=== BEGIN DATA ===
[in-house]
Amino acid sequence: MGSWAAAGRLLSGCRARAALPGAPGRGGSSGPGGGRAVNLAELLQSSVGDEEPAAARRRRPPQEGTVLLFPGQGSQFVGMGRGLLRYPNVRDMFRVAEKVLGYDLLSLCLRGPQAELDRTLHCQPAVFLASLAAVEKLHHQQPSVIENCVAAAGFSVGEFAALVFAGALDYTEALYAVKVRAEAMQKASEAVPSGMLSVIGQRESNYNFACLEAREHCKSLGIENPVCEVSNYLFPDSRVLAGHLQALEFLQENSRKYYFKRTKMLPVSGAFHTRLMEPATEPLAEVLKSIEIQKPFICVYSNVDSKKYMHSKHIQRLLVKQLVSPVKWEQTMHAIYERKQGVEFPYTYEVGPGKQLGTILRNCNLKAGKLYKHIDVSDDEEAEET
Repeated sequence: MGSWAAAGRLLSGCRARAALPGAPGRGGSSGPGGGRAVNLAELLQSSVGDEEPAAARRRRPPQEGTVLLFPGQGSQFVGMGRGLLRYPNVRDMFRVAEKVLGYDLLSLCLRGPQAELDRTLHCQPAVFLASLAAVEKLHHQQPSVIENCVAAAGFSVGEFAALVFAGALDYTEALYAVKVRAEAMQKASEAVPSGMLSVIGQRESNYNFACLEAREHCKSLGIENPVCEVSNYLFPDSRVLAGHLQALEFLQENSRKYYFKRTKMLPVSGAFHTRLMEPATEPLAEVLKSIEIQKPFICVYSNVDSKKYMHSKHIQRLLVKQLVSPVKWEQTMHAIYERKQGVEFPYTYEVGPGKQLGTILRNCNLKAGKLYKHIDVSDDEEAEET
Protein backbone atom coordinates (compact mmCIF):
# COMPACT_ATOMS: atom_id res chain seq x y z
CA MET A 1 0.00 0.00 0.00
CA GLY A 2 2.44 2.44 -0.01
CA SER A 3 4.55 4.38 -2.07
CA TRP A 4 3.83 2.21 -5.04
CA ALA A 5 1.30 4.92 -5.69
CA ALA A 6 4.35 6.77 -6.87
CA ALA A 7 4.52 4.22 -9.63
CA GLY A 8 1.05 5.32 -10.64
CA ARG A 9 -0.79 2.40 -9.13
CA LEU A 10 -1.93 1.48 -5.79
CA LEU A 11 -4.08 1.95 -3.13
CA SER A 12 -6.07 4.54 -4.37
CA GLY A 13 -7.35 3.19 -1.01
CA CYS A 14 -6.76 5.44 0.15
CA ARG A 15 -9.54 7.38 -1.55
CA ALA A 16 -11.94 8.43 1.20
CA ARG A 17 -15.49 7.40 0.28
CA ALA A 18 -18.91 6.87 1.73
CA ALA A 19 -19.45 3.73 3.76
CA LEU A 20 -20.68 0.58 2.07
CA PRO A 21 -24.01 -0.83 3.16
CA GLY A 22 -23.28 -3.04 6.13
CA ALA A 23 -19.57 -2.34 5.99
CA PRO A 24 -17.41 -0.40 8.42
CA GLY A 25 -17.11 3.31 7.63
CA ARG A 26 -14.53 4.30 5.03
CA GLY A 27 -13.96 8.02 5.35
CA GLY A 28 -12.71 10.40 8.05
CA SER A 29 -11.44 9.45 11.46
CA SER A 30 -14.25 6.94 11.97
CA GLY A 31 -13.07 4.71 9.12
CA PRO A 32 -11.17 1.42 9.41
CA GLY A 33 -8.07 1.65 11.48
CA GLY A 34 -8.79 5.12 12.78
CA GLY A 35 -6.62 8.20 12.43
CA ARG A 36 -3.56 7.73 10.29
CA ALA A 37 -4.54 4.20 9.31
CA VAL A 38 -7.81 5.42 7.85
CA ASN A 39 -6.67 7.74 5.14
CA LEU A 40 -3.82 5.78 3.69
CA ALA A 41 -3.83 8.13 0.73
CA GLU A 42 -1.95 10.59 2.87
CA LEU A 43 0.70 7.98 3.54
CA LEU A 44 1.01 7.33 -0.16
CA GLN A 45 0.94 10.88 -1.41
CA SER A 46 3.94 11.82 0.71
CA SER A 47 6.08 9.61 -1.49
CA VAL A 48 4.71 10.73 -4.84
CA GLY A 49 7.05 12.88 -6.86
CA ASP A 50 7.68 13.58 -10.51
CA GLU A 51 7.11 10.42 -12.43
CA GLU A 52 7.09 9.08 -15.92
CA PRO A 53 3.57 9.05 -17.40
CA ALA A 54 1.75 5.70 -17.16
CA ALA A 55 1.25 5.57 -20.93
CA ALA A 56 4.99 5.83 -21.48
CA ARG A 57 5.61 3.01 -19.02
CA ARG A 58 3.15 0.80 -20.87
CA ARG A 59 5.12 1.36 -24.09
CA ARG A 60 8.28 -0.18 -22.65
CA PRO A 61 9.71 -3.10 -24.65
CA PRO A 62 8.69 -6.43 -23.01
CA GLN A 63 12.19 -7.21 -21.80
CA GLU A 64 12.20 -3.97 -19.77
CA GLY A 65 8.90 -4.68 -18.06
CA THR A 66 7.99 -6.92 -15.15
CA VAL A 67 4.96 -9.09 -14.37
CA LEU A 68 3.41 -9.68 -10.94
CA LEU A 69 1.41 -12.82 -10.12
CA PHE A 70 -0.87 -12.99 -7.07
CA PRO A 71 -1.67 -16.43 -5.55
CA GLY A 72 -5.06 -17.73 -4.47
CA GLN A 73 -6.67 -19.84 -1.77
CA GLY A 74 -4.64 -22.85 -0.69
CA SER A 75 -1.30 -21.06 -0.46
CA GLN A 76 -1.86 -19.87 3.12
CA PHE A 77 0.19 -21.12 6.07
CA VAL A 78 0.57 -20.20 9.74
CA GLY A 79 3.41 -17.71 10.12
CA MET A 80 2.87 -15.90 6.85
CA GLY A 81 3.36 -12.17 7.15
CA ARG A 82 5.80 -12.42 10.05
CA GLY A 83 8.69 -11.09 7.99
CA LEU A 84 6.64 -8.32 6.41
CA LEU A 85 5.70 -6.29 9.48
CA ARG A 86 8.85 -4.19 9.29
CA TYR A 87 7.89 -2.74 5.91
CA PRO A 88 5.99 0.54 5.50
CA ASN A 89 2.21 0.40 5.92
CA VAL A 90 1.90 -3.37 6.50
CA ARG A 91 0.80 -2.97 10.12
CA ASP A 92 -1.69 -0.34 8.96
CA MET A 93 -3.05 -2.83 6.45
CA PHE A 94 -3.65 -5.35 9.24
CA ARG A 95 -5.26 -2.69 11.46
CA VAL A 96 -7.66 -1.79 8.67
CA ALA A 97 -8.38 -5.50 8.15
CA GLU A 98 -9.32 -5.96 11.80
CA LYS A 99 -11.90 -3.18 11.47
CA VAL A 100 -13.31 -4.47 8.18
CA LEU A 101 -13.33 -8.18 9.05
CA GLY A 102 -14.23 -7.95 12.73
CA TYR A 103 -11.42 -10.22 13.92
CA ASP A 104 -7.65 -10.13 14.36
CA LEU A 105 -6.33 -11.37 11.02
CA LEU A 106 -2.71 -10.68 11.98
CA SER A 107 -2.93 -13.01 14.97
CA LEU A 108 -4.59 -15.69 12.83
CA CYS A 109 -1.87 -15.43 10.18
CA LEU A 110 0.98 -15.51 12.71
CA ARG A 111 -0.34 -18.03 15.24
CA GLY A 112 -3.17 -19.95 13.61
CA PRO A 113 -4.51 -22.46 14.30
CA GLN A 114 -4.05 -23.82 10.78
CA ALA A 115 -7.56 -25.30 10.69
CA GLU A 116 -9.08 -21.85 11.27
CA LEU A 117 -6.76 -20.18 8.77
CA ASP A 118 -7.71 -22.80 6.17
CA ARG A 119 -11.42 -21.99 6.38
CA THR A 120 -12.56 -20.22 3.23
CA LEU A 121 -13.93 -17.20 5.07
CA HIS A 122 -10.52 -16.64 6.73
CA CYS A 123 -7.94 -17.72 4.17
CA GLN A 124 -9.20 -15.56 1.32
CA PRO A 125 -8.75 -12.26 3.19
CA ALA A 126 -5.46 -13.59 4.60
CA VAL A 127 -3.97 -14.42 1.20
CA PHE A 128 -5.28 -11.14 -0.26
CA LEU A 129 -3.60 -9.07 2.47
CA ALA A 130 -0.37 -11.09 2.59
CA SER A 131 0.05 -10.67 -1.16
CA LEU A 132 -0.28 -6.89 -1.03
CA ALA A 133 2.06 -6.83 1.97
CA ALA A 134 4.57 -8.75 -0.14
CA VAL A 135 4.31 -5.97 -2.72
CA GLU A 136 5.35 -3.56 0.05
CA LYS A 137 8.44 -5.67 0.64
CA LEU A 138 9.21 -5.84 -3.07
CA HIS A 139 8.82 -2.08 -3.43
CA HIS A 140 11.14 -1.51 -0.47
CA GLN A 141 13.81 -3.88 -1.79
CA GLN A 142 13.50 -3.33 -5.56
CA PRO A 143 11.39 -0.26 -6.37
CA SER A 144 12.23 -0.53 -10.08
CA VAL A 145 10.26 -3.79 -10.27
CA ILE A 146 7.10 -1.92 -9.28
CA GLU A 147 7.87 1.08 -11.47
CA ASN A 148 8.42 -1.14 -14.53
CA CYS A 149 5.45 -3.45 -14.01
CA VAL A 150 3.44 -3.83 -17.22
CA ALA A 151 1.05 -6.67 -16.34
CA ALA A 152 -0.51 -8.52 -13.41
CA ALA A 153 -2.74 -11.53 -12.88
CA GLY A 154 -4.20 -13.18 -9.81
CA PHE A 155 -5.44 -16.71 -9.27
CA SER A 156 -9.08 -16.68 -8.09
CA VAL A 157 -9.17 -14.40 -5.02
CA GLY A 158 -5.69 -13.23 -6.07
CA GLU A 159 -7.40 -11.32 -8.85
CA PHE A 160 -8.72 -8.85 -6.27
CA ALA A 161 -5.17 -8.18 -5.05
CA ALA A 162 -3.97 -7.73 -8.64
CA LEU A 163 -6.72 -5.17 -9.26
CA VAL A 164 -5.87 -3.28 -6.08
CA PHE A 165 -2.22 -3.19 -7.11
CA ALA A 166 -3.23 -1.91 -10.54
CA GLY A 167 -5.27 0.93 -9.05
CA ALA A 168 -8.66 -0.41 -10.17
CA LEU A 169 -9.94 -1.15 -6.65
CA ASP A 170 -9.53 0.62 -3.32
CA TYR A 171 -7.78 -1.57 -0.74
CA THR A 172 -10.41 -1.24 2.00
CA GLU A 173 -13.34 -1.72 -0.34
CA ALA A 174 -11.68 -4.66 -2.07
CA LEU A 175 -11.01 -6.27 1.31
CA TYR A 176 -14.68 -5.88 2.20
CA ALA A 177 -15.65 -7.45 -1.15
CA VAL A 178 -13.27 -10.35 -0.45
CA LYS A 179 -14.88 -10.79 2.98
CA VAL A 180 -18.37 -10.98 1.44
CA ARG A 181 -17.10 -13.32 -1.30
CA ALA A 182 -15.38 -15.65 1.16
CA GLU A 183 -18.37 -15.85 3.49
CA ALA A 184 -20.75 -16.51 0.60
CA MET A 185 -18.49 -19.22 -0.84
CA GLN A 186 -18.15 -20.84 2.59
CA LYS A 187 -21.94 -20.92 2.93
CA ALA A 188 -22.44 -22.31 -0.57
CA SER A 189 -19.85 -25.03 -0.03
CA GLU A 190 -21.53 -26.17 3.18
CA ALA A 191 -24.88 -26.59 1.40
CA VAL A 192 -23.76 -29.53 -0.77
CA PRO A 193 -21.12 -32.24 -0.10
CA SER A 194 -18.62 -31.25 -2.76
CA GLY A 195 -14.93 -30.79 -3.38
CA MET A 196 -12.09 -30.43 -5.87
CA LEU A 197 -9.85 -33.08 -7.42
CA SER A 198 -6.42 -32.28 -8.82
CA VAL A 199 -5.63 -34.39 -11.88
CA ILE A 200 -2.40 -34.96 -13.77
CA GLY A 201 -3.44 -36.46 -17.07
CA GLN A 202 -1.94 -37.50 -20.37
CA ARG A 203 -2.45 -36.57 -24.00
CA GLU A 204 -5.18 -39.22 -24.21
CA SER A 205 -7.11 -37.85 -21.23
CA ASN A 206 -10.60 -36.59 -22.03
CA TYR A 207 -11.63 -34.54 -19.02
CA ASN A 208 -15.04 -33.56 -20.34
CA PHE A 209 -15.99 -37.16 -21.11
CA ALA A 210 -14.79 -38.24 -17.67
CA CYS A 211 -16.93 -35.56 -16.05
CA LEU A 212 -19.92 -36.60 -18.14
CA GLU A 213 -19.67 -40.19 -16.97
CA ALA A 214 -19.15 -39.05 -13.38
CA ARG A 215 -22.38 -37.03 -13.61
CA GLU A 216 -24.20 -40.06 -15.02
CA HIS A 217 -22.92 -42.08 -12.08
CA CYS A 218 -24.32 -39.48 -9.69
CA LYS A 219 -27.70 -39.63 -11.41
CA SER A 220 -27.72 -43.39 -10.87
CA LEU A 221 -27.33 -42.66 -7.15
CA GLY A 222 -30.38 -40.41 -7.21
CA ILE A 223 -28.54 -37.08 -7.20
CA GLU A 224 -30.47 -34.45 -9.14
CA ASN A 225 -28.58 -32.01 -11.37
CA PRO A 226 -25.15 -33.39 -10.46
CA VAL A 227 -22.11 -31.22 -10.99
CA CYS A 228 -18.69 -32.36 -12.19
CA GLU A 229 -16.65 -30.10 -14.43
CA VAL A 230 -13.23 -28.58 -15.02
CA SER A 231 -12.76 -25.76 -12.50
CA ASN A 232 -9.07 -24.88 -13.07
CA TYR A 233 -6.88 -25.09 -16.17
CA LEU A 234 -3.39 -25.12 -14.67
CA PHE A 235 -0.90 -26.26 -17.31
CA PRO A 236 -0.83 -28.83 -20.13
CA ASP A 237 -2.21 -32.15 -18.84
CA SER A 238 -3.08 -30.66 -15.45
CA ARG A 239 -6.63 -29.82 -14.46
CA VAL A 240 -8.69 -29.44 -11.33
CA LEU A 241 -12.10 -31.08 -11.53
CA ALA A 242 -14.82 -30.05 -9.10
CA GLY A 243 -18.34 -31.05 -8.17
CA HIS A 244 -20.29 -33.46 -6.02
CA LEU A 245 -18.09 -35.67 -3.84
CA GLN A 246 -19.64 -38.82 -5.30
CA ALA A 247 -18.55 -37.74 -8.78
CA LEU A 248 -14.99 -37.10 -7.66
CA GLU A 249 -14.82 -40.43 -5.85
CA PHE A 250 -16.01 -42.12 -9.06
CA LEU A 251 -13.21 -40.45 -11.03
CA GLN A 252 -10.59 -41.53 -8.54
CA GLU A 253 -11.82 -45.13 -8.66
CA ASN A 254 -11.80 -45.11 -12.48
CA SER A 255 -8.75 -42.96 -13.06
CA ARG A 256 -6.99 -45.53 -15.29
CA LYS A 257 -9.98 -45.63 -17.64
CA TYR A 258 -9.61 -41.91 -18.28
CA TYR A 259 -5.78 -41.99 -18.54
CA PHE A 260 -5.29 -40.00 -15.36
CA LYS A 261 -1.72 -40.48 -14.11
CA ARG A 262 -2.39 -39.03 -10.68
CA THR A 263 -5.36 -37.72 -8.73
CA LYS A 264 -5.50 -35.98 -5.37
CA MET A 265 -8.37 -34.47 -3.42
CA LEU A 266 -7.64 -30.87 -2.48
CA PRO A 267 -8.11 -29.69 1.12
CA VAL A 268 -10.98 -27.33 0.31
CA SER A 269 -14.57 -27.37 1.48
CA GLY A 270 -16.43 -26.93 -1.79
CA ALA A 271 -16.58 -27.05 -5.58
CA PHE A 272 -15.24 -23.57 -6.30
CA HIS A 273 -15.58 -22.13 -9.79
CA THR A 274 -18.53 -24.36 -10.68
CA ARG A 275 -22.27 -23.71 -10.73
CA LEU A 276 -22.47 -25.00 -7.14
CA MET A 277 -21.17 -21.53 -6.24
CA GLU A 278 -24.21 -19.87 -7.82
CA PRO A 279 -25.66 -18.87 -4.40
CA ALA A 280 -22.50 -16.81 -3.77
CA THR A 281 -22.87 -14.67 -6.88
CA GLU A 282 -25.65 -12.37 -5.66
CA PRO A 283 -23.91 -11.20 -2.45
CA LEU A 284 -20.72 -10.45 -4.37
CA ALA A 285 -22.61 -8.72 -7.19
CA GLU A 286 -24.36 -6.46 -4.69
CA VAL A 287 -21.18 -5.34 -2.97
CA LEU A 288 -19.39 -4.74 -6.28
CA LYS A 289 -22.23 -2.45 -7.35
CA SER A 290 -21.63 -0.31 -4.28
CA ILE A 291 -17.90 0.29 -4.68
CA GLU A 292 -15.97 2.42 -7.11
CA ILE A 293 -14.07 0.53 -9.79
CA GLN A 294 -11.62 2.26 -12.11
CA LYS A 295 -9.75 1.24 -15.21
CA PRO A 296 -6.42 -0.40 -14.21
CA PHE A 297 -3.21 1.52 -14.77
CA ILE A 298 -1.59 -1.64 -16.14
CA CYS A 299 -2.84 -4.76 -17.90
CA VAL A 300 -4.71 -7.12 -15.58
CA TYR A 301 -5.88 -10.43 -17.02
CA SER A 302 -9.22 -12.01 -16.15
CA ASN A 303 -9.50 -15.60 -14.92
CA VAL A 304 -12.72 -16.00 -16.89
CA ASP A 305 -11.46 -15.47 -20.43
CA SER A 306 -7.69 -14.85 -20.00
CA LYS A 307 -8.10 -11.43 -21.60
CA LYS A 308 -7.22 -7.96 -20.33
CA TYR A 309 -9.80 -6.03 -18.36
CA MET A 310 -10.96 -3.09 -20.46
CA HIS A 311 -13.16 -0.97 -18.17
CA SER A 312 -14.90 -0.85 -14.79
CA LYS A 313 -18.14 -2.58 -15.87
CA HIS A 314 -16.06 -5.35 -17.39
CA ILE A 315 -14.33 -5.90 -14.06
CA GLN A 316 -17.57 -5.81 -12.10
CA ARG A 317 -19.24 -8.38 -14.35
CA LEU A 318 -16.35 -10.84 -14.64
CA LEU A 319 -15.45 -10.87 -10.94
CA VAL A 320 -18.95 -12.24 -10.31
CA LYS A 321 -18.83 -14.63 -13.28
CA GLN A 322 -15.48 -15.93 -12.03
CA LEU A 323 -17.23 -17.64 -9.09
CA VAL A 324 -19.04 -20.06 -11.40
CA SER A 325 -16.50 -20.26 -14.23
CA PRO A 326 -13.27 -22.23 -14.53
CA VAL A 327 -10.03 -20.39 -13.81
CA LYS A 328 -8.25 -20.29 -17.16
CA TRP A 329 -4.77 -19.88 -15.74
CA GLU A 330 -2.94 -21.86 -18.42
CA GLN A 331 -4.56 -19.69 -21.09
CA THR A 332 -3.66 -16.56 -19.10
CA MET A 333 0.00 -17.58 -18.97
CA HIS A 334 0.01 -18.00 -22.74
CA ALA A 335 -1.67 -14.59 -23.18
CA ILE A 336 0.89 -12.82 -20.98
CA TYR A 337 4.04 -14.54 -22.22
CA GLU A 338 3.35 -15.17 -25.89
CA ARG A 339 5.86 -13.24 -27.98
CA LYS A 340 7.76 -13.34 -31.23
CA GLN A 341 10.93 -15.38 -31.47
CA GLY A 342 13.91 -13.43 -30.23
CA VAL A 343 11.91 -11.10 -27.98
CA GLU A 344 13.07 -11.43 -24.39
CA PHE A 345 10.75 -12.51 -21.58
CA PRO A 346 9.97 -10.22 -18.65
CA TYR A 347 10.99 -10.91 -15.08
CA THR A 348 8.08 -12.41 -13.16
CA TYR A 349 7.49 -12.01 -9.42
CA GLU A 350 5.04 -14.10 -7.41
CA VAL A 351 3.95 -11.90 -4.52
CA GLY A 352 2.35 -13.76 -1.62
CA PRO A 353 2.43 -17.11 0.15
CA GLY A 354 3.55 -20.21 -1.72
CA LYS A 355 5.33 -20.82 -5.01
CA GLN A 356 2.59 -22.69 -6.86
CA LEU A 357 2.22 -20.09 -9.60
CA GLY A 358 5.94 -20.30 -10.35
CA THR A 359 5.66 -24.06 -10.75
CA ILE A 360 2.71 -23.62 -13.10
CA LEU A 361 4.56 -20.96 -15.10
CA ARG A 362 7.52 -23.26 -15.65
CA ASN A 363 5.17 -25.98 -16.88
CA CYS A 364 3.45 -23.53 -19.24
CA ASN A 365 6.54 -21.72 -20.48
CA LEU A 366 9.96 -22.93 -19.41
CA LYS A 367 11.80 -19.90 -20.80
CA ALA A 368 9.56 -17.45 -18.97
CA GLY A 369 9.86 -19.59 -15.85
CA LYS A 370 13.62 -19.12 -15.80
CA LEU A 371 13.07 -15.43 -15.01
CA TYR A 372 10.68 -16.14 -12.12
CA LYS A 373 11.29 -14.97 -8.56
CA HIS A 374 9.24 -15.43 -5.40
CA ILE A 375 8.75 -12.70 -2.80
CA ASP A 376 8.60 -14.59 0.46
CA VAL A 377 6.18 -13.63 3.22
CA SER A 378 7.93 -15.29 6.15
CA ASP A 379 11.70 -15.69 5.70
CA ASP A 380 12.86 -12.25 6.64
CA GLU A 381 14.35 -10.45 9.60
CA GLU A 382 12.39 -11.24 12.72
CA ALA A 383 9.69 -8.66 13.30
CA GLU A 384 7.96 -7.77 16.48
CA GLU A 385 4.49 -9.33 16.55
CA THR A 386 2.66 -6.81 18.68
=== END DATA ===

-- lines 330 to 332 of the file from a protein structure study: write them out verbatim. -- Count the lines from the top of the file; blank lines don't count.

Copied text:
CA SER A 325 -16.50 -20.26 -14.23
CA PRO A 326 -13.27 -22.23 -14.53
CA VAL A 327 -10.03 -20.39 -13.81